My point was to say that the word "add" in this case, because of ambiguities peculiar to the English meaning of "add", can lend itself to alternate interpretations that one might not so readily attempt were one reading only the Greek text, or again, a more precise English translation. In the context Peter is saying that we are to abundantly furnish ourselves from what God has supplied - He means it in this sense: we should not be appropriating the faith that God supplies and leaving behind the moral excellence that flows from it. We should not be taking the faith and moral excellence that God supplies, and leaving behind self control, etc. We should be furnishing ourselves with -all- that God has supplied for us. That is the instruction Peter is giving.

    The conclusion that some readers might draw from reading the text when the translator uses "add" instead of "supply" or "furnish" is that we are to get faith from God, then add to that faith our own, self generated, moral excellence. I would say that when we use the word "add" in this way - it isn't that we are understanding or translating the word "add" wrong, it is that we are applying it wrong. I am not saying we should change the meaning of "add", rather I think we should use a less ambiguous word to translate the Greek, I think that might make the text a bit clearer in English.

    My concern is not so much about the "adding" as about where we get it from. That is, we add to our faith the moral excellence that flows from faith, as opposed to adding to our faith our own attempts at being morally excellent in the strength of our flesh.

    Surrender itself, if it not merely outward suppression, is the fruit of faith. In that sense, I would agree that through surrender we appropriate these things. Perhaps it is a po-tay-to/po-tah-to thing. That is, perhaps we are saying the same thing with different emphasis?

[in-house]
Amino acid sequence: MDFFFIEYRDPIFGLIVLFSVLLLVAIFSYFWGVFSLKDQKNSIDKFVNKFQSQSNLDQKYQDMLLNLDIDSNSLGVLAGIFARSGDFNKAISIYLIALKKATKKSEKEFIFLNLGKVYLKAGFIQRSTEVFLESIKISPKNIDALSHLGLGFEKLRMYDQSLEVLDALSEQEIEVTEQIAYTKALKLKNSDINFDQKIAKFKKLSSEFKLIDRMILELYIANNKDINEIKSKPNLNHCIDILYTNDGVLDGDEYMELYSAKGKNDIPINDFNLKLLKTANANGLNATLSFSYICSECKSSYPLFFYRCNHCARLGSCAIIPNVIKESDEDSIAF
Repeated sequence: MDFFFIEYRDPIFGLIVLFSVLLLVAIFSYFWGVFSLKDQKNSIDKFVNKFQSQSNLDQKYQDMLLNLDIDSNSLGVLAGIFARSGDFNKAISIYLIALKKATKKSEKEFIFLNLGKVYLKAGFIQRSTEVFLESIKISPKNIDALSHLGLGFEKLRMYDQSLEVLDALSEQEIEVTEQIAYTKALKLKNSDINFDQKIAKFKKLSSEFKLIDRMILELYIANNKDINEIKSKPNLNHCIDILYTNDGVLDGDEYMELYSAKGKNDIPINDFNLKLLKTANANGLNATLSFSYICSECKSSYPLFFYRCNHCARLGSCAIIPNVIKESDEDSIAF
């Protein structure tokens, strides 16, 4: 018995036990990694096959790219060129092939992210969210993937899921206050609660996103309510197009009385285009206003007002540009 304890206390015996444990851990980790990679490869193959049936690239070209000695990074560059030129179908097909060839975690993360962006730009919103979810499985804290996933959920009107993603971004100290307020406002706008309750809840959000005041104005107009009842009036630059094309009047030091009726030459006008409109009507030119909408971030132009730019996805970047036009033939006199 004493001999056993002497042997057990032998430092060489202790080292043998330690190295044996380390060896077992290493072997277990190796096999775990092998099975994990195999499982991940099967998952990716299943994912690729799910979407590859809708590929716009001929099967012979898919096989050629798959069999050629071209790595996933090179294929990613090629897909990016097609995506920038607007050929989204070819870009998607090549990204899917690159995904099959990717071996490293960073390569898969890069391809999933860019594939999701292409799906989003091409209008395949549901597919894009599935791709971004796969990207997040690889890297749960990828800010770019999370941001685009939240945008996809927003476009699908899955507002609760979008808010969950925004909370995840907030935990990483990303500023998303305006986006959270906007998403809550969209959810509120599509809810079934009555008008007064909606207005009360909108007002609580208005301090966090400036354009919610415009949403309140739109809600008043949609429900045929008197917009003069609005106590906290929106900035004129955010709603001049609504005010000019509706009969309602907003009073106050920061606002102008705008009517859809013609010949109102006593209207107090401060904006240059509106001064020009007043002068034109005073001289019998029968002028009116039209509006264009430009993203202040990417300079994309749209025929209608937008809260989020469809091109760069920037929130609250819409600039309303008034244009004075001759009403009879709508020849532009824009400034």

• At 5:30 PM, September 02, 2010, Blogger Daniel said…

    Blogger is acting funny. Sorry, for those of you who are subscribed to the post, for the multiple posts there.

     
  • At 9:32 PM, September 02, 2010, Blogger M.A.C. said…

    Daniel,

    I am bible blessed plus I have at my fingertips every single translation available in the English language. And they all use derivatives of the word add. Such as; supplement, develop, etc. Nowhere can I find supply/provide.

    Perhaps we are saying the same thing with different emphasis. My concern is that after a brief study of the verses in 7 different English translations the word add or a derivative of add is present in all but one.

    I looked at the Amplified, KJV, NKJV, ASV, YLT, ESV CSV, and the World Wide English version. That is the only version that excludes add or a derivative of it. It simple says to live a good life and to learn more about God. I believe that version uses the KISS method.

     
  • At 10:27 PM, September 02, 2010, Blogger Daniel said…

    M.A.C.

    It is good to be bible blessed. ;).